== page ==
Industrial action

Meat inspectors are in dispute with their employer over fair pay

Meat inspectors, official veterinarians and support staff employed by the Food Standards Agency (FSA) in England, Wales and Scotland are in a dispute over pay.

Two four-hour walkouts took place on Tuesday 26 August and Wednesday 27 August 2014. UNISON is now in discussions with the employer and ACAS to find a resolution to the dispute.

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Food Standards Agency hold first four-hour strike

Today’s action was a shot across the bows that clearly shows the strength of feeling amongst our members in the FSA

Meat inspectors on strike

Our members working as meat inspectors and official vets for the Food Standards Agency have been on picket lines across the country since first light

The facts

Meat hygiene inspectors (MHIs), official government vets (OVs) working in abattoirs and the staff who support them are the defenders of our food safety.

They work on behalf of the Food Standards Agency (FSA) in slaughterhouses, from home and in offices around the UK, making sure the meat on our plates is safe to eat and does not contain organic material that would repulse us.

Specialised professionals, MHIs and OVs inspect animals before and after they are killed, ensuring meat complies with hygiene standards.

They are in dispute with their employer over fair pay because the real value of their pay has been falling for years

In the ballot over fair pay, 63% of members voted for strike action in a 47% turn-out. On the basis of that vote, UNISON’s industrial action committee authorised industrial action.

The latest pay offer is an increase of 0.75%. As inflation (RPI) is running at 2.4%, this is a reduction in the value of pay of 1.65% and it means loss to their pensions.

This is the second year the FSA has imposed a 0.75% pay rise across the board and they refuse to negotiate. If they offered just 0.25% more across the board to make 1% it would equate to only £62 on average, per person, per year.

Members are asking for a pay rise that recognises their vital role in consumer safety

FSA staff have a difficult job. They deserve to be paid fairly, and have asked for:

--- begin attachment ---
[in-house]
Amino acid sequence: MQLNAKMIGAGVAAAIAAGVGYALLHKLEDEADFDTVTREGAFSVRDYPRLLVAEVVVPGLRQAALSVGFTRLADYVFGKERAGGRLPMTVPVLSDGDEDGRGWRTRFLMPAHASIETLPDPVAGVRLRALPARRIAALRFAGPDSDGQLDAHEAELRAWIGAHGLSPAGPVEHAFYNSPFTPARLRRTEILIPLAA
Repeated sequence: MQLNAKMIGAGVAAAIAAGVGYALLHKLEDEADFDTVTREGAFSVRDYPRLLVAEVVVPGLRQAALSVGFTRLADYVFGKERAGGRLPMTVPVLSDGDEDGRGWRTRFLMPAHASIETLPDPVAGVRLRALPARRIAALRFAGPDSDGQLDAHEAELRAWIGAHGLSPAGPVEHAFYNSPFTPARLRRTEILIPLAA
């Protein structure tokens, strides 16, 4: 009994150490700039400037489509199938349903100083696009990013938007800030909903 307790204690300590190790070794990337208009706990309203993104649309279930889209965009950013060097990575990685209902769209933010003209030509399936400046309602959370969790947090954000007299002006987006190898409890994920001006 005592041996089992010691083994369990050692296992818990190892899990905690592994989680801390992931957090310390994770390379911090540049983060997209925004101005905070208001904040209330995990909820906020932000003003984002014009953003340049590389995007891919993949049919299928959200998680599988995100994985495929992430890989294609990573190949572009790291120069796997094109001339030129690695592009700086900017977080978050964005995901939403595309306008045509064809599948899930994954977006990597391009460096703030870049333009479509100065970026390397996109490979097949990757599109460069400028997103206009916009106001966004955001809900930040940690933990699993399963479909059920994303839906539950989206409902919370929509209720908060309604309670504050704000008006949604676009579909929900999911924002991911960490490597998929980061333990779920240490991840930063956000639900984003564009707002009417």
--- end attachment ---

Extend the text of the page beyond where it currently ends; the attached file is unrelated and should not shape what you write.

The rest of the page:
• An above inflation consolidated pay rise for staff on all pay levels, with an equitable distribution across all grades. This was rejected by the FSA. 
  • For low earners a minimum of £350 a year pay rise. This was rejected by the FSA.
  • Performance related pay for all satisfactory performers. This was rejected by the FSA.

Essentially, what members are asking for is the cost of living rise to implemented across the board.

The Food Standards Agency can afford to pay more

The FSA is subject to a pay policy set by government that says they have a 1% pot to distribute in negotiation with the recognised trade unions. Instead they have chosen to give workers a cost of living rise of 0.75%.

UNISON has tried to negotiate

UNISON has been trying to talk to the FSA since 2012 and up until now has tried to avoid any form of industrial action.

Our members are in strong support of the meat industry. However, we have reached a point where the FSA will not negotiate via the Advisory, Conciliation and Arbitration Service (ACAS), nor will they listen.

Meat inspectors and vets working in abattoirs keep us healthy every day

In the last two years, our members stopped the following from entering the human food chain:

  • 560,000 cases of milk spot caused by parasitic roundworm larvae in pigs;
  • 3 million chickens contaminated with faeces;
  • 2 million instances of tapeworm in red meat;
  • 3 million animals with pneumonia;
  • 450,000 animals with abscesses;
  • 28,000 animals with tuberculosis ;
  • 5.5 million chickens with ascites – a build-up of fluid caused by heart or liver diseases;
  • 1.8 million cases of peritonitis;
  • 4 million cases of septicaemia.

Privatisation

Privatised and deregulated meat inspection would not be safe.

UNISON is campaigning against the potential privatisation of meat inspection, and domestic and international pressure to deregulate the industry.